Paige Mehrer

When Tuck Malloy transitioned into their nonbinary/transmasculine identity, they wanted to use their position as a sales lead and in-house educator at She Bop to help other people experiencing their own gender transitions and explorations.

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“There were a lot of things I wanted more insight and community around,” says Malloy, “particularly in relation to the fact that a lot of those [gender-related] realizations for me came from sexual or sensual experiences.”

In addition to being a sex toy shop, She Bop also offers classes and workshops on a regular basis. So Malloy crafted a class called “Exploring Gender Identity” that centered on “exploring those questions of gender through our sensual experiences.” They built the class around two questions: “How can we heal in our bodies if bodies that are not cisgender are often places of trauma for people?” And: “How can we move towards our affirmations of gender, rather than just moving away, like ‘That’s not my gender’?”

Malloy’s class is one example of how She Bop lives up to its tagline of being “A sex toy boutique for every body.” While gender and sexuality are two different things, gender identity can play a big role in how one relates to their sexuality, and vice versa—and for people who are trans or fall outside the gender binary, navigating a sex toy shop can be alienating. Gretchen Leigh, She Bop’s education coordinator, says sex toys are often designed and marketed with cisgender people in mind, but She Bop’s staff practices “a lot of creative thinking about how our products can be used.”

Tuck Malloy (left) and Gretchen Leigh (right) Blair Stenvick

“We really try to stay away from saying, ‘This is a g-spot vibrator, and no one else with any other body parts can use it,’” Leigh adds. “We’re always thinking, ‘Who might be excluded by this packaging and this language? How can I create more room for you for the joyful exploration of your body?’”

In addition to practicing generally inclusive practices—like using gender-neutral pronouns for new customers by default and incorporating customer feedback about language and class topics—She Bop also caters directly to trans and nonbinary people by stocking a gender expression section of its store. The section includes chest binders and packers that create a bulge in the crotch area. Transmasculine people commonly use both these items, but they can be difficult to find in a brick-and-mortar shop.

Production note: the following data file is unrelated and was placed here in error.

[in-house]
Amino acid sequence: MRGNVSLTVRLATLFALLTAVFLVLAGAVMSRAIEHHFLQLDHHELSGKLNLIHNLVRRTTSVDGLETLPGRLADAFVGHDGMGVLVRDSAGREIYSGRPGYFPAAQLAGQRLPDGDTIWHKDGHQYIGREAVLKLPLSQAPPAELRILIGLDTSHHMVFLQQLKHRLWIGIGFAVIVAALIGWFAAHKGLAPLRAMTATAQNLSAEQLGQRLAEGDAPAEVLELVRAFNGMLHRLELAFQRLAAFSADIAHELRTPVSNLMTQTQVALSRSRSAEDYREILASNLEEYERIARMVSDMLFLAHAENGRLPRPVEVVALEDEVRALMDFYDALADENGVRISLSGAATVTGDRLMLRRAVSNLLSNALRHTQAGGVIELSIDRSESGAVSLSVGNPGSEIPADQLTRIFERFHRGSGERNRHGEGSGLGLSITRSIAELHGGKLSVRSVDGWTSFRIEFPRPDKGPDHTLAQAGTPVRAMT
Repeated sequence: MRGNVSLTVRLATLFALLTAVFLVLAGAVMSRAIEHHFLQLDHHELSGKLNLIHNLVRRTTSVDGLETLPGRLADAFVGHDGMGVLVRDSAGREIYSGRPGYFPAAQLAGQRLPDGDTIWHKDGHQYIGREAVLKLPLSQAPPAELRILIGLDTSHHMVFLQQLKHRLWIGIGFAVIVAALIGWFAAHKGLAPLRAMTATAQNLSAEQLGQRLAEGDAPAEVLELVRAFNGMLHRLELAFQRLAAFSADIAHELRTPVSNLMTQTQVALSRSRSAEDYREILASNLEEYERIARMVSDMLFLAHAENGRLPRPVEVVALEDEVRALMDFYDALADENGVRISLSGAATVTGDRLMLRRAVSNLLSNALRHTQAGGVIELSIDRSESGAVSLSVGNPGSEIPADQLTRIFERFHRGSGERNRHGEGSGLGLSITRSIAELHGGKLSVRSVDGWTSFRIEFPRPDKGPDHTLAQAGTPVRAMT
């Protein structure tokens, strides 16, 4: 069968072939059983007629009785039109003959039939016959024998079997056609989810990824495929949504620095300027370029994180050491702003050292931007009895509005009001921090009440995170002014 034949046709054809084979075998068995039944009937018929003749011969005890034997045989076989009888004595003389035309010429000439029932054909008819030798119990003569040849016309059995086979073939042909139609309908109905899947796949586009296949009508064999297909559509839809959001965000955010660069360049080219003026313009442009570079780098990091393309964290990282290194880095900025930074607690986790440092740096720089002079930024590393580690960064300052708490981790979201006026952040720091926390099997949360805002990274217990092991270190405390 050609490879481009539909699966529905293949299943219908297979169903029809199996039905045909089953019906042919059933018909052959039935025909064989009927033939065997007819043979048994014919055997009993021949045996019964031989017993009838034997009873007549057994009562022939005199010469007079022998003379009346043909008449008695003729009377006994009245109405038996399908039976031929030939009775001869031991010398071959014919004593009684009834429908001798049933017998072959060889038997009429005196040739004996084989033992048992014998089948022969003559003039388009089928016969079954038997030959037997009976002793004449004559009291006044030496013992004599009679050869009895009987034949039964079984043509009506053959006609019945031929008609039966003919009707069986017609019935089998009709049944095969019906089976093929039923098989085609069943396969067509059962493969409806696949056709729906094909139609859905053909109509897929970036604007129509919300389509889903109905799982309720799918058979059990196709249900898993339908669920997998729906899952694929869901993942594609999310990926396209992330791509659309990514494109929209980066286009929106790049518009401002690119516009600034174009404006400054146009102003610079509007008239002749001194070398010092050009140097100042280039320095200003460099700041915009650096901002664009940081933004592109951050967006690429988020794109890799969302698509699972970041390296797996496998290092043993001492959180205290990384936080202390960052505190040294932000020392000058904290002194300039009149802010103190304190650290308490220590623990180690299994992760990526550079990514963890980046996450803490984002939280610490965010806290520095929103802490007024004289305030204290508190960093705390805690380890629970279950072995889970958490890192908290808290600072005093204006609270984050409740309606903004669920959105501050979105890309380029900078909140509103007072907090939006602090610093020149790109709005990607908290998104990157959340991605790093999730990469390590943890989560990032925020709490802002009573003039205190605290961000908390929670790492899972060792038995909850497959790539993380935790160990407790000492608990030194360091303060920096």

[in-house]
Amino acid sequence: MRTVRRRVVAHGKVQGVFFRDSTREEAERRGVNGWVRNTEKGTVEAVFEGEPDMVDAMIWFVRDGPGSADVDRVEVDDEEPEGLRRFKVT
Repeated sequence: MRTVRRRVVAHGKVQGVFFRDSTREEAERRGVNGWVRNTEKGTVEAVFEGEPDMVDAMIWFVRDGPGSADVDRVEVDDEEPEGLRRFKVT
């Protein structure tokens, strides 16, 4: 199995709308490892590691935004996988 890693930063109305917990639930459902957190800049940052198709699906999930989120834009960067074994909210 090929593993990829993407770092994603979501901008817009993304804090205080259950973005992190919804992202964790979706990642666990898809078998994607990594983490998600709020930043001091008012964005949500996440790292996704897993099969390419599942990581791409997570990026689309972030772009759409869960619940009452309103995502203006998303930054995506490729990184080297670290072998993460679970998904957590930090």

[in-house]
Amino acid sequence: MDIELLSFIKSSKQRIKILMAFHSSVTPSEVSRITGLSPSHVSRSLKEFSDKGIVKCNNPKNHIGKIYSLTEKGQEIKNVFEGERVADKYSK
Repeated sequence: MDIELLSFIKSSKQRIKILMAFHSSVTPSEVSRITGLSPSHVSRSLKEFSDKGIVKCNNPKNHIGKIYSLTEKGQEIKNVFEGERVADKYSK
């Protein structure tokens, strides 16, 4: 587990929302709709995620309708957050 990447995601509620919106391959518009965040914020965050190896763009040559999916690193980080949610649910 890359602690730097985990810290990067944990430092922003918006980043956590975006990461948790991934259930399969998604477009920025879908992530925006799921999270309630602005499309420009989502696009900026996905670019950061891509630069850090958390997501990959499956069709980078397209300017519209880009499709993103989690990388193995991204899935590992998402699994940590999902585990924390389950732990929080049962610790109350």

All the products at She Bop can fulfill multiple overlapping purposes: To help someone feel empowered in their identity and give someone the tools they need to feel sexually confident.


“I think we’re the only place in town where you can actually try on a binder before you buy it,” Malloy says. “That is a really huge loss, particularly because binders can have a big impact on someone’s physiology.”

(Editor's note: A helpful reader emailed to let us know that Fantasy's Hollywood, downtown Portland, and Tigard locations have binders you can try on as well. Thanks, helpful reader!)

Like most sex toy shops, She Bop places an 18-and-older age limit on customers during regular hours. But they allow parents with underage kids to make after-hours appointments for binder fittings. Often, kids who experience gender dysphoria but don’t have access to safe binders will bind their chests in unsafe ways, using ACE bandages and other constrictive materials.

“So many kids come in and have been binding in really unhealthy ways,” Malloy says. “We’re able to offer a safe opportunity for them to try it on. It’s very sweet and very rewarding, and very adorable.”

Youth binder fittings are also an opportunity for She Bop’s staff to educate parents who are confused about gender identity and pronoun use. “We’ll get emails from parents like, ‘My kid wants a binder and I don’t know what’s up with that, but can you help?’” Leigh says. The staff will then point those parents toward books and other resources for parents of kids who are transitioning.

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While the gender expression section might be separate from the sex toys, Malloy and Leigh make the point that all the products at She Bop can fulfill multiple overlapping purposes: To help someone feel empowered in their identity and give someone the tools they need to feel sexually confident.

“For a lot of people coming in here for the first time and putting a binder on—whatever their gender is—it can make them feel so good and sexy and empowered,” Malloy says. “Gender is a huge part of people’s sexual lives, and it’s a really important part of a healthy sex life—having a good relationship to one’s gender.”